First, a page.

Where Do We Draw The Line Between What Should And Should

1605 WordsMar 8, 20177 Pages
Where do we draw the line between what should and should not be required curriculum taken at a university? Do we truly need to be lectured about how to be morally sound? And if the answer is yes, who is to say that these institutions are qualified to do so? I point to 1987 as an example of the corruption that can take place inside the walls of any university. In the 1980s, Southern Methodist University set up a slush fund that was designated for “recruiting” the best high school football players in the nation. After the scandal was discovered by the NCAA, the SMU program was wiped off the map for an entire year. In the thirty years since being handed the “death penalty”, SMU football has only collected a handful of winning seasons,…show more content…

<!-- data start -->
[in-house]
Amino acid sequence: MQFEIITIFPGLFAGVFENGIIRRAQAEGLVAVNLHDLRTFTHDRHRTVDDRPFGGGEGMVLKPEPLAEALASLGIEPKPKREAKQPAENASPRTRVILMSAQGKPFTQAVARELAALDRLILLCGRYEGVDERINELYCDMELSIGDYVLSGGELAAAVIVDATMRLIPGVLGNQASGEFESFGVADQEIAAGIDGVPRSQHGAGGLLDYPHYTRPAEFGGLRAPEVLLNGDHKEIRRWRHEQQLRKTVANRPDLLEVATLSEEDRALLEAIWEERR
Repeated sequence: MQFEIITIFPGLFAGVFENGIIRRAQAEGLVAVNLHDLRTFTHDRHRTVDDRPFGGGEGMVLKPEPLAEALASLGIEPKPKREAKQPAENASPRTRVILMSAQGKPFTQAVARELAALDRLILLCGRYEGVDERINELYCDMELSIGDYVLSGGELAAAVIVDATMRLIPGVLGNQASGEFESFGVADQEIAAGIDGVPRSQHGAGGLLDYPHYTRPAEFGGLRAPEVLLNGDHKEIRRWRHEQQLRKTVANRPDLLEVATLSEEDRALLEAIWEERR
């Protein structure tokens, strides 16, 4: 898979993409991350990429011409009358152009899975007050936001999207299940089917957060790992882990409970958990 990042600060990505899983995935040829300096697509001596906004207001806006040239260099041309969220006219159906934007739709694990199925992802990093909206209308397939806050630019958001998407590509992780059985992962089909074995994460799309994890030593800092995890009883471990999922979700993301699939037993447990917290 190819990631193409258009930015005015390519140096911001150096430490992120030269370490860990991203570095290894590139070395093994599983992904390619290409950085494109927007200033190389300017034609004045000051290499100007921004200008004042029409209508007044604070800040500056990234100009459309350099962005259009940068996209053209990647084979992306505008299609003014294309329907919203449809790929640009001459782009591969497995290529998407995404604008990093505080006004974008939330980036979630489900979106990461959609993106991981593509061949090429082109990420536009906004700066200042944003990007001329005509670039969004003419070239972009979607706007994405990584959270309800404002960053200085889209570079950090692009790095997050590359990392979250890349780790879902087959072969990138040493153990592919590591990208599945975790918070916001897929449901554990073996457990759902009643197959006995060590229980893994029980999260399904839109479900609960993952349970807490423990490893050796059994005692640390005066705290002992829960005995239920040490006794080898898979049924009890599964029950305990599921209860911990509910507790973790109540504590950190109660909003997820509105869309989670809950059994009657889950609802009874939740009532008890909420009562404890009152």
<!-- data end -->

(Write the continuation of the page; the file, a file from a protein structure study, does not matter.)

If nearly half of the population of a group of students report lying and cheating to be acceptable, what leads us to believe that this same group will not continue to cheat in the ethics course? Before we consider implementing mandatory classes on moral and ethical development, we need to deal with the immorality at hand first. So how do we resolve these moral issues? In chapter six of his book Our Underachieving Colleges, Derek Bok introduces us to the idea that colleges have relaxed the efforts to build good character. It may be true that there are fewer, more mild consequences associated with student’s actions, but there are many more courses on moral issues being offered than ever before. And in most cases, professional schools are much more in touch with the importance of ethics compared with undergraduate studies. Bok says that a slew of professors at the undergraduate level “rely heavily on lecturing rather than discussion” when it comes to ethical problems (147). He goes on to note that the faculty as a whole “still linger[s] about whether education of this kind is necessary” (148). I refer to the statistics from above to prove that the amount of cheating and dishonesty among students is only increasing. What is going to stop these future college students from continuing to cheat in a class at a university? It is not a question of if we should be doing something about it, the question is

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